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Heated tobacco products (HTP) have an electrical heating component, like e-cigarettes, that heats processed tobacco to 350°C releasing volatile components that often are not detectable in e-cigarettes.1 Although many combustion by-products may be eliminated in HTP devices, nitrosamines are generated in the process of tobacco curing rather than during combustion, and may be transferred from the HTP into the aerosol that it generates.2–4 We hypothesised that HTP may be a significant source of tobacco-specific nitrosamines (TSNA). This pilot study determined TSNA yields in aerosol emitted from HTP in comparison to the electronic and tobacco cigarettes.
HTP (IQOS; Amber, tobacco flavour), e-cigarettes (MarkTen; 3.5% nicotine, tobacco flavoured) and tobacco cigarettes (Marlboro Red 100) were tested using a Borgwaldt LX-1 smoking machine following the Health Canada Intense protocol (55 mL puff volume, 2 s duration, 30 s interval). Using this puffing protocol, we generated aerosol from a single HTP HeatStick (12 puffs), single tobacco cigarette (8 puffs) and from e-cigarette (55 puffs). We used different number of puffs for each product to achieve a comparable nicotine delivery across all tested products. Cambridge filters (44 mm) were used to capture the total particulate matter from all tested products. The control samples (blanks) were generated by passing 55 puffs of air through the filter. Cambridge filters were spiked with deuterated internal standards and extracted using 20 mL 100 mM ammonium acetate. The following TSNAs were measured using liquid chromatography-tandem mass spectrometry: N'-nitrosoanabasine, N'-nitrosoanatabine, 4-(methylnitrosamino)-1-(3-pyridyl)-1-butanone (NNK) and N'-nitrosonornicotine (Toronto Research Chemicals; Canada).5 A limit of quantitation for each compound was 0.5 ng/filter. Nicotine was measured using gas chromatography with nitrogen-phosphorous detector (GC-NPD) method as described previously.6 Each product was tested in triplicate. The average TSNA yields for each product were calculated per single puff and per puffing session. We used analysis of variance to test for statistical differences between the three tested products and t-tests to compare TSNA yields from HTP with yields detected in e-cigarettes and combustible cigarettes.
All four TSNA compounds analysed were detected in the HTP. The yields of individual TSNA per puff in the HTP aerosols were 8–22 times lower than in tobacco cigarette smoke (figure 1; all p<0.05). HTP delivered 1.4±0.2 mg nicotine from a single HeatStick (12 puffs); e-cigarette 1.3±0.2 mg per 55 puffs; and a single combustible cigarette 2.1±0.1 mg (8 puffs). TSNA yields normalised per nicotine delivery were also significantly higher in the HTP than those found in e-cigarettes and significantly lower than those found in tobacco cigarettes, except for NNK (p<0.05). TSNA yields in a single tobacco cigarette were between 7 and 17 times higher than TSNA yields in a single HTP HeatStick. No TSNAs were detected in the air control samples.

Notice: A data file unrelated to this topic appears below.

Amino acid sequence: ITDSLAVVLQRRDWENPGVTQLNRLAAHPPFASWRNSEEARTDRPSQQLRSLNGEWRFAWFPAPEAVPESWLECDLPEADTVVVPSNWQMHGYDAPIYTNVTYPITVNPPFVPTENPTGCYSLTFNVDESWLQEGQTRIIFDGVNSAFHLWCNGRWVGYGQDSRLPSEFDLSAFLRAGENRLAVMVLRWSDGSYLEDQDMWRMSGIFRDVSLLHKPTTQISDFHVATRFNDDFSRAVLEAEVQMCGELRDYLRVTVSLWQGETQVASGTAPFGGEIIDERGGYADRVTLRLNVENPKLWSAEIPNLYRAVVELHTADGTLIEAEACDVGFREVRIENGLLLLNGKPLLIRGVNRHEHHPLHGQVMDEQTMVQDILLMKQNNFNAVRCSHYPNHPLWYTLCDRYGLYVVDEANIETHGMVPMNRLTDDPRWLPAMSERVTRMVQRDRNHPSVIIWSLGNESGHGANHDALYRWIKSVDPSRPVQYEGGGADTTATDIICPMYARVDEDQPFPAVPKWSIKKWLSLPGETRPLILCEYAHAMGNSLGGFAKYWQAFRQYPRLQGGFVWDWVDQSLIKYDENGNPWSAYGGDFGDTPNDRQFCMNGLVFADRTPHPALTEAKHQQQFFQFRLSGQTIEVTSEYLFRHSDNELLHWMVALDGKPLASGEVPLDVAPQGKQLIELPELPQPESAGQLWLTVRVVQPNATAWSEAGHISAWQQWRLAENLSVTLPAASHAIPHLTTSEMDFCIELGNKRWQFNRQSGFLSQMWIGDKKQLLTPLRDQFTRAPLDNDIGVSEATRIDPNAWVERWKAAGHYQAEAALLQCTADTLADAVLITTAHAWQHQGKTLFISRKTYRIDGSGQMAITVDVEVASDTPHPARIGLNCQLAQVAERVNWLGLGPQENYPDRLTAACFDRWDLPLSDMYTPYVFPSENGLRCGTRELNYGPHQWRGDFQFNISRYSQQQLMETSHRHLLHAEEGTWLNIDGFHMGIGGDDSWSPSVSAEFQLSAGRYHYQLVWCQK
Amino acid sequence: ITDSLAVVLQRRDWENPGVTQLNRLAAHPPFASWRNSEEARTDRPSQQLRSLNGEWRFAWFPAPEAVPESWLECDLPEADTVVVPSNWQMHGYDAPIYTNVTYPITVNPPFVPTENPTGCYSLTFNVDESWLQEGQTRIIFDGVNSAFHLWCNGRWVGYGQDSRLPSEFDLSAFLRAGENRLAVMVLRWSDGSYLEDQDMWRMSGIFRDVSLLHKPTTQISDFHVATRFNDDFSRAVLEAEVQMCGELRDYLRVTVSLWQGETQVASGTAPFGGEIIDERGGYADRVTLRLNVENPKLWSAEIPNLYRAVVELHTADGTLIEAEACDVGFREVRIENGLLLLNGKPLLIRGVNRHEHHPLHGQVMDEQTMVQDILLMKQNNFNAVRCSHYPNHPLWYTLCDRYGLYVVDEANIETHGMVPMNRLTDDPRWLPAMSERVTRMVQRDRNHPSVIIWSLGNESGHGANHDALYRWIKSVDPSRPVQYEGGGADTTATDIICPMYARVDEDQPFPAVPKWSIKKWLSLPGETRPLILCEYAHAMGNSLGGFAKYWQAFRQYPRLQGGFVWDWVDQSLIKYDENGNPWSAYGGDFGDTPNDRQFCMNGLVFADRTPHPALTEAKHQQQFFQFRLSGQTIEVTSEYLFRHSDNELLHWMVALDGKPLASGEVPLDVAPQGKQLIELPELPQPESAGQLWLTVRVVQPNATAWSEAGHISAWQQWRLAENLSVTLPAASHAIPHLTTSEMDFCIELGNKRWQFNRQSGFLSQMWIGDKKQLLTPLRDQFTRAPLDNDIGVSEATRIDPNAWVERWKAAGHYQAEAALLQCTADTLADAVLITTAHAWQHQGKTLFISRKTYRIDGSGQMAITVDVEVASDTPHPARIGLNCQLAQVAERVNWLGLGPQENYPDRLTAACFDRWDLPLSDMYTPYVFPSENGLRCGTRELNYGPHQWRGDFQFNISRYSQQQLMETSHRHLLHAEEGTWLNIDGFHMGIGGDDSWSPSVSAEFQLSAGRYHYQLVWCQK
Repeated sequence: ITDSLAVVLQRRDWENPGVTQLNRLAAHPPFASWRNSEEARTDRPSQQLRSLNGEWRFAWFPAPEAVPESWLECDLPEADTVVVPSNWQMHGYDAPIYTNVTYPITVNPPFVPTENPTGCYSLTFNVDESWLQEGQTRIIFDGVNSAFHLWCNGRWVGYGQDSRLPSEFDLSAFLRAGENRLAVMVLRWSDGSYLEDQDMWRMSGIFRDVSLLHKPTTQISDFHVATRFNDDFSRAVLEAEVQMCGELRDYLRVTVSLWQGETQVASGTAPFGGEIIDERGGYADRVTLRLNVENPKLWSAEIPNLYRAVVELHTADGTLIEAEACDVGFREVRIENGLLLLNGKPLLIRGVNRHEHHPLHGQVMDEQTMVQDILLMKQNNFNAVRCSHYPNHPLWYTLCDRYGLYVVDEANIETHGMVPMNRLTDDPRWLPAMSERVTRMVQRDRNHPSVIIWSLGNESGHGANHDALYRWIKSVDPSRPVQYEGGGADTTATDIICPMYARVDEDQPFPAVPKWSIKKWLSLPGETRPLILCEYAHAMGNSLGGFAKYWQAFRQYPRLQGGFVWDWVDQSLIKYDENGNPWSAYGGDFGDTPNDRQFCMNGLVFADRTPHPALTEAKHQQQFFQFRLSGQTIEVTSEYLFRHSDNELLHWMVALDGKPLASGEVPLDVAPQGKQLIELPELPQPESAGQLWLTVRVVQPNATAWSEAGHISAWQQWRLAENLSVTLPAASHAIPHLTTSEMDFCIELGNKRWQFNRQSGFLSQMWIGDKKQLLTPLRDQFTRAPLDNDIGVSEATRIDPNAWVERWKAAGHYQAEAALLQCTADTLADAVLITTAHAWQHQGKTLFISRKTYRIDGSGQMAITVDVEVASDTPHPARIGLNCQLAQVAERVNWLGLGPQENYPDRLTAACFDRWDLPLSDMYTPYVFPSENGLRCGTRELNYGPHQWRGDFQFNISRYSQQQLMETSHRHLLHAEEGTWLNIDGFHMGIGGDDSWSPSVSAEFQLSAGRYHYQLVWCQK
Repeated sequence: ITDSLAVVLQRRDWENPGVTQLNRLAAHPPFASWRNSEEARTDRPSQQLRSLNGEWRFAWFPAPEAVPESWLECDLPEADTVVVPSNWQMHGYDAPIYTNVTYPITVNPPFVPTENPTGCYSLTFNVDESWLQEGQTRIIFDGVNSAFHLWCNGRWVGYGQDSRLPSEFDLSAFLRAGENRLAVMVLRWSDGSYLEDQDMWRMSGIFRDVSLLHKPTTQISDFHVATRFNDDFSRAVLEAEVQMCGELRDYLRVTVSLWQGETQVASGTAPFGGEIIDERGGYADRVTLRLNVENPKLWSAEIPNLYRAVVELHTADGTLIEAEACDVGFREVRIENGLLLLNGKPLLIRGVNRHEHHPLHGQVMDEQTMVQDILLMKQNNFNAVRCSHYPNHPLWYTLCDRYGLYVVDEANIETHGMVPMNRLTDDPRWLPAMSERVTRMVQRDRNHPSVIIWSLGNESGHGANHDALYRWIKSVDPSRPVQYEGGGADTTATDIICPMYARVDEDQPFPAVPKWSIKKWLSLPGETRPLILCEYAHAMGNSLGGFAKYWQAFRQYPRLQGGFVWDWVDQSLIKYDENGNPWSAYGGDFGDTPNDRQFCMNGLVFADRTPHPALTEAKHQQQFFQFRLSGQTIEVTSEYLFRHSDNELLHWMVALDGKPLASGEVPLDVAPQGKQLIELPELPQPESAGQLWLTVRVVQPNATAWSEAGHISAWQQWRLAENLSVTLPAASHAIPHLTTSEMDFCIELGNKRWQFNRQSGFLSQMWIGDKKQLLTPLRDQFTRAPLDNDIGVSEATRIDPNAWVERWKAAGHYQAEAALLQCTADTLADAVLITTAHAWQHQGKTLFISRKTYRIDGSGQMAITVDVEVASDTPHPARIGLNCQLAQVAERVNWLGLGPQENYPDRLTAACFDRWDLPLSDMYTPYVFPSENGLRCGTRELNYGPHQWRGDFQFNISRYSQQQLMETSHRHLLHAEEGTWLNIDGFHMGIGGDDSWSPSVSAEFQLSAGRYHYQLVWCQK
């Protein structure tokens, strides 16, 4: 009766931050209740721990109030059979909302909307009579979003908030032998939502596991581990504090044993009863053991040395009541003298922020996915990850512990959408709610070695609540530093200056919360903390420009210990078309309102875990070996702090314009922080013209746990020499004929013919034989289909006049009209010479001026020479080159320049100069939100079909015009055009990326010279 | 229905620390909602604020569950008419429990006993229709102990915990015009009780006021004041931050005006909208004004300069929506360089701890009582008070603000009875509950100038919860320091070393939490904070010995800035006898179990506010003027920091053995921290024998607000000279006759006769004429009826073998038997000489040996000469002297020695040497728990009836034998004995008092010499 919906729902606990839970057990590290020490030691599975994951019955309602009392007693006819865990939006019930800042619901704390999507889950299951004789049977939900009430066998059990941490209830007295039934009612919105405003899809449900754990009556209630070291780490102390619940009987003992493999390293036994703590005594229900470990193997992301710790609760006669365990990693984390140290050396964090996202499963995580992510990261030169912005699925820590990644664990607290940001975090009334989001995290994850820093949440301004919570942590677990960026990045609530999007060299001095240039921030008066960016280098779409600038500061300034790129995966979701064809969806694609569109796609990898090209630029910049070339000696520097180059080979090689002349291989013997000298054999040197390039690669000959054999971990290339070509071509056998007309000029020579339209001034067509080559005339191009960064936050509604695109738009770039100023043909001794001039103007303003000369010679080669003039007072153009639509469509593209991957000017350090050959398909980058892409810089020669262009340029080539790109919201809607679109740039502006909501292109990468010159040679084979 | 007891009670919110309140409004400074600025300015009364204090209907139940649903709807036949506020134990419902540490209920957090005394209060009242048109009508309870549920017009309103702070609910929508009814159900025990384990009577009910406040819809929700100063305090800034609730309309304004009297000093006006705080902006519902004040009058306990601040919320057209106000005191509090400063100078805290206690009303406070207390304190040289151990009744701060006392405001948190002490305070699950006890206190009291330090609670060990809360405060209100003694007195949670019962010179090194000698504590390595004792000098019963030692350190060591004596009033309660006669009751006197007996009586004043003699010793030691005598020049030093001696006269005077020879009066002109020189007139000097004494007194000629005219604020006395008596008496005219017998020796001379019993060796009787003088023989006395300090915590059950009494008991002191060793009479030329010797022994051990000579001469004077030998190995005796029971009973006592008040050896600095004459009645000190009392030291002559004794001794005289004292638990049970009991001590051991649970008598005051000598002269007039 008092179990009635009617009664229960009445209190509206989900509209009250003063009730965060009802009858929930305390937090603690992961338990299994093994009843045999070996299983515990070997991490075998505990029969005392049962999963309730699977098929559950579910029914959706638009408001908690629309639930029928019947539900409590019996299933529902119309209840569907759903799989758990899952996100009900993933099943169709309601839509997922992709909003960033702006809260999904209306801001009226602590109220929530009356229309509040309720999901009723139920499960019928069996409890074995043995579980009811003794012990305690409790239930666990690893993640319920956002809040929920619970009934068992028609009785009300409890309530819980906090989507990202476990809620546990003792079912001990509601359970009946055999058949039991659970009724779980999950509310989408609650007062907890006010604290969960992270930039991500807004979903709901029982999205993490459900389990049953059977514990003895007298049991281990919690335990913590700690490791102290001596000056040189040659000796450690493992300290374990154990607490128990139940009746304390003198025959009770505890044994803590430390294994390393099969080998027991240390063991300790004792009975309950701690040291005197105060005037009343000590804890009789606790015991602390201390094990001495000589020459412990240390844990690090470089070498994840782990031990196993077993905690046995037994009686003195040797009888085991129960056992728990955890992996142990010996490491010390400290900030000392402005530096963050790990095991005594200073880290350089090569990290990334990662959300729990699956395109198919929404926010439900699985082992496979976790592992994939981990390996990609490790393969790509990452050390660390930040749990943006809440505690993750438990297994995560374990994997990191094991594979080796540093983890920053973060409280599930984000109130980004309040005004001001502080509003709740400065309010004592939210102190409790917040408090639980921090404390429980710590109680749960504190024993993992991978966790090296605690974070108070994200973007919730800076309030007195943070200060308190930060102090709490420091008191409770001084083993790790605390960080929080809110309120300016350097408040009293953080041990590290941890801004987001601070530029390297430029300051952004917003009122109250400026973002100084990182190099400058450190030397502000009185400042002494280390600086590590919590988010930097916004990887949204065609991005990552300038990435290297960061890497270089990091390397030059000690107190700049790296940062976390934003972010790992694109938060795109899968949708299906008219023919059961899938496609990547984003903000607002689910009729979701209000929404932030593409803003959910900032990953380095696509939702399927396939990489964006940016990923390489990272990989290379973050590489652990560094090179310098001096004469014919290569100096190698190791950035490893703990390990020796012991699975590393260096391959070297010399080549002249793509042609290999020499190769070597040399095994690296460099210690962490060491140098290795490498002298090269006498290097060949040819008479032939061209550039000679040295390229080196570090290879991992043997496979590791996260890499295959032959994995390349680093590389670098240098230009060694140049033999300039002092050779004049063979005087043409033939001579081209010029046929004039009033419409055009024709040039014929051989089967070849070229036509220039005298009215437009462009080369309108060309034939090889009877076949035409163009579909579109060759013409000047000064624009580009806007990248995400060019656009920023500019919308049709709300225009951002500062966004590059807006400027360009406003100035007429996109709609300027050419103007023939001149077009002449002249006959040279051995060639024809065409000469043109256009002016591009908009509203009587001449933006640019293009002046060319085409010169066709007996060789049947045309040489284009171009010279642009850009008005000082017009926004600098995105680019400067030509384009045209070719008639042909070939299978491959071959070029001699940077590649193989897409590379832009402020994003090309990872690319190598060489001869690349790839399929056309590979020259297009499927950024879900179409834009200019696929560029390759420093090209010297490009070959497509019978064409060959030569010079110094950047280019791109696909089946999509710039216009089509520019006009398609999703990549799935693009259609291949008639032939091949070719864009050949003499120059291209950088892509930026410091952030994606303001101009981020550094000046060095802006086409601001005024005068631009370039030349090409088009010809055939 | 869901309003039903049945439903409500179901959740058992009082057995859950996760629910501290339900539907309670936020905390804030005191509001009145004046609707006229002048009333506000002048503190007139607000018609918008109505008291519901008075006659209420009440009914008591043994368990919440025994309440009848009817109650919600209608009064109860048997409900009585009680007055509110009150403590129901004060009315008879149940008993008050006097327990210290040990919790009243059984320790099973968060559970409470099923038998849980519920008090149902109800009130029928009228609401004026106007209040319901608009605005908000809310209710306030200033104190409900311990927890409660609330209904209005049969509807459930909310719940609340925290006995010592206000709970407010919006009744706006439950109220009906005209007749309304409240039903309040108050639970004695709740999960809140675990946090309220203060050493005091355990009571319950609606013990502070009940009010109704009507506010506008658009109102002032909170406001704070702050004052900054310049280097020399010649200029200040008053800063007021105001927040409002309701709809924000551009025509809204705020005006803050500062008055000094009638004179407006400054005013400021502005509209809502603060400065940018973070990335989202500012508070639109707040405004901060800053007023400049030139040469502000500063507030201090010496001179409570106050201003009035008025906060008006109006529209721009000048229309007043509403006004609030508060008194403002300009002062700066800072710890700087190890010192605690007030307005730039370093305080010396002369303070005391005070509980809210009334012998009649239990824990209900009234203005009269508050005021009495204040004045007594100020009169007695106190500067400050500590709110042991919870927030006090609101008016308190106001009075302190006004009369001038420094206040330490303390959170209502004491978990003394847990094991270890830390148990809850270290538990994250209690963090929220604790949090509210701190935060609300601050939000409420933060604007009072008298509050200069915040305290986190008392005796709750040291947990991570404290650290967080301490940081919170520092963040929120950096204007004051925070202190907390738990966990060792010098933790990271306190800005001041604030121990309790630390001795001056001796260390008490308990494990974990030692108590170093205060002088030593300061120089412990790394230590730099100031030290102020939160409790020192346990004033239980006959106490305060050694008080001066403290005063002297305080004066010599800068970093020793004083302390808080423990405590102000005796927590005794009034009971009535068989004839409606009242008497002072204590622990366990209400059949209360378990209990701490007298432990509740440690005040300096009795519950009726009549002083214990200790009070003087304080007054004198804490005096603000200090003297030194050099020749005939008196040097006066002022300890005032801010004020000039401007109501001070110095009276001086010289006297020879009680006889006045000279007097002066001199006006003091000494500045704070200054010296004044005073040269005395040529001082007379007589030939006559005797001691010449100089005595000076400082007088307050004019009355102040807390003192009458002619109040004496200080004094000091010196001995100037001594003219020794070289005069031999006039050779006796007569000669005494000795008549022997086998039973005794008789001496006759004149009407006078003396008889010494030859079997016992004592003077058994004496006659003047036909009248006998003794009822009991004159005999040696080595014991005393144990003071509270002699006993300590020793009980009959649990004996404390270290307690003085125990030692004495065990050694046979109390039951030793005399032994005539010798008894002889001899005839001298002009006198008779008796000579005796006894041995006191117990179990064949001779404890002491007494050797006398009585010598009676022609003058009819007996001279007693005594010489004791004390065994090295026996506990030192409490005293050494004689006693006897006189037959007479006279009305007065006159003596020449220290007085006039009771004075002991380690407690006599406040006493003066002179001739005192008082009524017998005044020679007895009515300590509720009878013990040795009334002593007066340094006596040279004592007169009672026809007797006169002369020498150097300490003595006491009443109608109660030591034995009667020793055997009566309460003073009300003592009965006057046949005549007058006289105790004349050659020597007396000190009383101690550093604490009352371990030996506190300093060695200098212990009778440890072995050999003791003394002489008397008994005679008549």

Like combustible products, HTPs emit substantial levels of carcinogenic TSNA. Although HTP emits lower amounts of TSNA than combustible cigarettes, the amounts are significantly higher than from e-cigarettes. Our findings are consistent with prior reports.3 4 7 One limitation of this study is that one puffing protocol was used for all devices. While this was helpful in comparing TSNA and nicotine delivery between devices, machine-based measurements are not represented of human smoking patterns or constitute intake.8 9 The tested HTP does not reduce emissions of an important class of tobacco carcinogens to the same degree as other commercially available technologies.
Contributors MLG contributed to the conception of the work. MLG and NJL contributed to data analysis. AMM, MNP, MLG, NJL and RJO drafted the manuscript. AMM, MNP and NJL ran all experiments. All authors approved the final version of the manuscript. MLG has full access to all study data and takes responsibility for the integrity of the data and accuracy of the data analysis.
Funding Research reported in this publication was supported by the National Cancer Institute of the National Institutes of Health under award numbers P01 CA200512 and P30 CA016056.
Disclaimer The content is solely the responsibility of the authors and does not necessarily represent the official views of the National Institutes of Health.
Competing interests MLG reports grants from and served as an advisory board member to pharmaceutical companies that manufacture smoking cessation drugs. RJO was a member of the FDA Tobacco Products Scientific Advisory Committee, which considered Philip Morris International’s modified risk application for IQOS in January 2018. Other authors declare no conflict of interest.
Patient consent Not required.
Provenance and peer review Not commissioned; externally peer reviewed.
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